The basic needs for the cultivation of microalgae are light, CO2, minerals, and water, but different factors may be involved in their growth depending on the species or strain. Microalgae may be cultivated in open systems or photobioreactors. Aside from carbon, in the form of carbon dioxide, microalgae require nitrogen, which is associated with their primary metabolism. Fast-growing species of microalgae prefer using ammonia instead of nitrate. Partial depletion of nitrogen is associated to lower growth rates and greater lipid production in microalgae. Lipids are synthesized as a reserve for situations of nutritional stress. Phosphorus is the third most important nutrient for algae and should be added to the medium in the form of phosphates. In addition to these components, trace metals such as Mg, Ca, Mn, Zn, Cu, and Mb, and vitamins are added to the culture medium for higher productivity [4, 5, 13]. Higher temperatures accelerate microalgae metabolism while lower temperatures lead to inhibition. The optimum temperature for many species of microalgae is in the 15–26°C range. Most microalgae prefer a neutral pH, but Spirulina platensis, among other species, prefers a pH of 9.0 while others such as Chlorococcum littorale grow best at pH 4.0. Due to their fast growth rate, algae very quickly attain high densities. Thus, for light to reach these dense growths, stirring apparatuses to agitate the algae and cause water circulation are necessary [14].

Open and closed cultivation systems

A major bottleneck for the cultivation of microalgae for biofuel production is to achieve industrial-level production. This is necessary to make the process economically feasible and to ensure an uninterrupted supply for consumer markets [1]. Currently, most of the worldwide commercial production of microalgae is carried out in open ponds [15] (Figure 1).

Open systems, also known as “open ponds”, have been much improved and have significant advantages over closed systems [1]. Additionally, the open systems are economically advantageous, but have problems of contamination from protozoa, viruses, other species of algae, fungi, and airborne micro-organisms, besides not allowing the control of the water temperature and light. The closed systems, called photobioreactors, which after numerous advances in materials engineering and applied biotechnology of the latest generation, are currently employed to produce fine chemicals (e.g., Astaxanthin), with a high added value (reaching up to U$ 6,000.00/kg) for commercialization. The main advantage of the photobioreactors is that the physical and nutritional parameters can be controlled [6, 16]. Table 1 shows the advantages and disadvantages of each system.

Table 1 Comparison of cost and efficiency of open ponds and bioreactors for microalgae cultivation
Figure 1

Cultivation of Nannochloropsis sp. microalgae using seawater in open systems at the Seambiotic company, Israel, 2009.

Biological contamination

To be successful, engineering techniques applied to the construction and development of photobioreactors need to rely on the knowledge we have concerning the behavior and microbiology of that particular strain of microalgae, including its genetic makeup and metabolic pathways. However, the cultivation of microalgae in open systems is only possible with the use of strategies that prevent biological contamination, predators/grazers, and parasites of various origins. We still know very little about the physiology and behavior of microalgae, and this field of biotechnology is still in its early stages. Additionally, the potential of culture contamination is a constant threat. Fungi, protozoa, and bacteria can cause contamination or other species of microalgae can enter the system and compete with the main microalgae [17]. Contamination can come from the air, dust particles, leaves, and other materials brought by the wind, as well as insects. These last are a major source of contamination.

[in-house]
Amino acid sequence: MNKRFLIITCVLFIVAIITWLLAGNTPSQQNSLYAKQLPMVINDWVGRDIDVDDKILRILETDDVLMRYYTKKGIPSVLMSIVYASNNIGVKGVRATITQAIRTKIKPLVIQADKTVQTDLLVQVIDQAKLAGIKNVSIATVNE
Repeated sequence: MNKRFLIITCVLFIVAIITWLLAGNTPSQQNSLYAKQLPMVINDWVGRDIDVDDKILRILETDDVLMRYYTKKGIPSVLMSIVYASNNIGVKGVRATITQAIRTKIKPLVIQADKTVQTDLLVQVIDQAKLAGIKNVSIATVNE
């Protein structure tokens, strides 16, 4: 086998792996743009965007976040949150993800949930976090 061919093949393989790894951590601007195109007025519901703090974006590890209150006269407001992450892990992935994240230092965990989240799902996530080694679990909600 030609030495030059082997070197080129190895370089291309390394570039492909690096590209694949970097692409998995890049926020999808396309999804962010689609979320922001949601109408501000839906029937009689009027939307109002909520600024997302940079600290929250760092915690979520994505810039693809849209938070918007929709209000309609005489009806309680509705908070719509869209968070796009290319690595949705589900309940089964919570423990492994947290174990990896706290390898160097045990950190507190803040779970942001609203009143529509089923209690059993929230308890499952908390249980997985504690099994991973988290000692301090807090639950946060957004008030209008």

Contaminants may not directly affect the production of algae but they may affect the pH, which may lead to cultivation limitations. Some examples of biological contaminants were recently reported by JR Benemann at an international meeting held in Denver/USA (Algae Biomass Summit, 2012). He suggested that these contaminants were key issues to be studied and that better solutions to control them should be investigated. Contaminants found in open ponds include amoebae, ciliates, flagellates, rhizopods (protozoa), and other algae such as Oocystis sp. and Dunaliella viridis, Artemia and Parartemia (zooplankton), as well as viruses. Viruses are present in aquatic environments and can be found in association with both eukaryotic algae and cyanobacteria. Viral infection can reduce an algal population within a few days [9]. Insects of the order Diptera (flies and mosquitoes) and aquatic insects of the order Hemiptera (beetles) may also be present. Protozoa are predators rather than contaminants and some of them such as Paramecium bursaria contain symbiotic cells of Chlorella sp. [18, 19]. Cultivation in open ponds is susceptible to grazing by zooplankton, which can reduce algal concentrations and production to low levels within just a few days [9, 20]. Among these zooplankton, ciliate [21], rotifer [22] cladoceran, and copepod [23] are the most common predatory species in microalgae cultivation [9]. The two types of feeding mechanism used by zooplankton have been observed in copepods: a passive (microalgae flowed into the copepod) and an active mechanism (copepod maxillae movement to bring in the microalgae). The copepods are able to alternate between the two mechanisms [24]. Grazing activities of zooplankton are also impacted by other factors, such as temperature and illumination [9]. Some species of bacteria, called phytoplankton-lytic bacteria, are able to inhibit the growth of microalgae and some of these species can cause mass destruction of the microalgae under cultivation. The attack depends on cell-to-cell contact or is mediated by extracellular compounds. Examples of such bacteria are Alteromonas sp., Flavobacterium sp., Cytophaga sp., Myxobacter sp., Bacillus sp., Pseudomonas sp., Saprospira sp. (SS98-5), and Pseudoalteromonas sp. 25 [9, 25].